Oppenheimer: Portrait Of An Enigma
by Jeremy Bernstein
Reviewed June 22, 2004
Jeremy Bernstein, a physicist and staff writer for the New Yorker, has written profiles of scientists for nearly 30 years. In his preface, Bernstein is clear about the scope and depth of this work, saying, "I make no pretense of trying to write a 'definitive' biography of Oppenheimer." Oppenheimer: Portrait Of An Enigma is best understood as an extended magazine profile rather than an exhaustive portrait.
This profile covers all the key points in Oppenheimer's life, from his role as the director of Los Alamos during the development of the atomic bomb, to his security hearing with the Atomic Energy Commission. Bernstein spent two years at the Institute for Advanced Study at Princeton, where Oppenheimer was the director after the Manhattan Project. This tenure gave Bernstein the perfect position to blend history with personal observation.
Oppenheimer: Portrait Of An Enigma paints a view of the conflicted genius, happiest when surrounded by formulas on a chalkboard but never comfortable when the theoretical became the political.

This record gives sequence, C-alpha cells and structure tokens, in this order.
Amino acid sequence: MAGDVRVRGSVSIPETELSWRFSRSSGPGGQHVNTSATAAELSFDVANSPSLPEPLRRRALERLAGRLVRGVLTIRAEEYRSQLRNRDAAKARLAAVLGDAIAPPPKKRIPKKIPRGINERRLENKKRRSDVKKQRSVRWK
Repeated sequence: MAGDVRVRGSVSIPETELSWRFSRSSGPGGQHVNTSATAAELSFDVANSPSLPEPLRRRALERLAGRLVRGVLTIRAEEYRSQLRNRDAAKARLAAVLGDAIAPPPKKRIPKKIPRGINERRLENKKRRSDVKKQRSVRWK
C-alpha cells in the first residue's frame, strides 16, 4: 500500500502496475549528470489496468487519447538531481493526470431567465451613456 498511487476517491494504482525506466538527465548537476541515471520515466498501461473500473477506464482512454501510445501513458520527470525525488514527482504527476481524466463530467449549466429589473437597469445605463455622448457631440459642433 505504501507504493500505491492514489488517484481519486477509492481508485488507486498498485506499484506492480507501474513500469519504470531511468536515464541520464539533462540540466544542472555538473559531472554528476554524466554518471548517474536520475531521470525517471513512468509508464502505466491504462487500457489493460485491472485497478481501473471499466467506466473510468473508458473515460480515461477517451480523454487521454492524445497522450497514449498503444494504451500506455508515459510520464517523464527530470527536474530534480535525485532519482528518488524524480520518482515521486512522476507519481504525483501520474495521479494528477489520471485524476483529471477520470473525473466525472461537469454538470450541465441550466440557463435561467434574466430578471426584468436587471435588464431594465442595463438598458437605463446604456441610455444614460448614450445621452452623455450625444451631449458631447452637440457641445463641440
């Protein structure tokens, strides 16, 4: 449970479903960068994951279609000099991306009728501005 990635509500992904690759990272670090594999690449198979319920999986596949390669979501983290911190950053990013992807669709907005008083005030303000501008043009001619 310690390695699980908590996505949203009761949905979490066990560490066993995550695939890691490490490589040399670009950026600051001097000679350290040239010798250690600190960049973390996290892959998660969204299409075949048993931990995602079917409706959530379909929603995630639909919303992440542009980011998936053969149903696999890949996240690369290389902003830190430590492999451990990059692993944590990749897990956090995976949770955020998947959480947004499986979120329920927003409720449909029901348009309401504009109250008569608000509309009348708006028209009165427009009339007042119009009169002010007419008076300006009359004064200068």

Drawing on trial transcripts, Bernstein effectively recaps the Atomic Energy Commission's move to suspend Oppenheimer's clearance in the spring of 1954. He traces this fateful event back to a physicist's naiveté as well as his arrogance. Bernstein focuses on the high drama of the conflict between Oppenheimer and Teller. This is in part to offer a balance to Edward Teller's version in his book Memoirs. Although time and events have softened Oppenheimer's fall from grace, this event is still a sad chapter in a brilliant story.
Some readers may be disappointed that this book does not provide the same depth as the recent works by Gregg Herken or Robert Norris. However, this work does provide a window into the physics community of the 20th century and into the enigma of J. Robert Oppenheimer.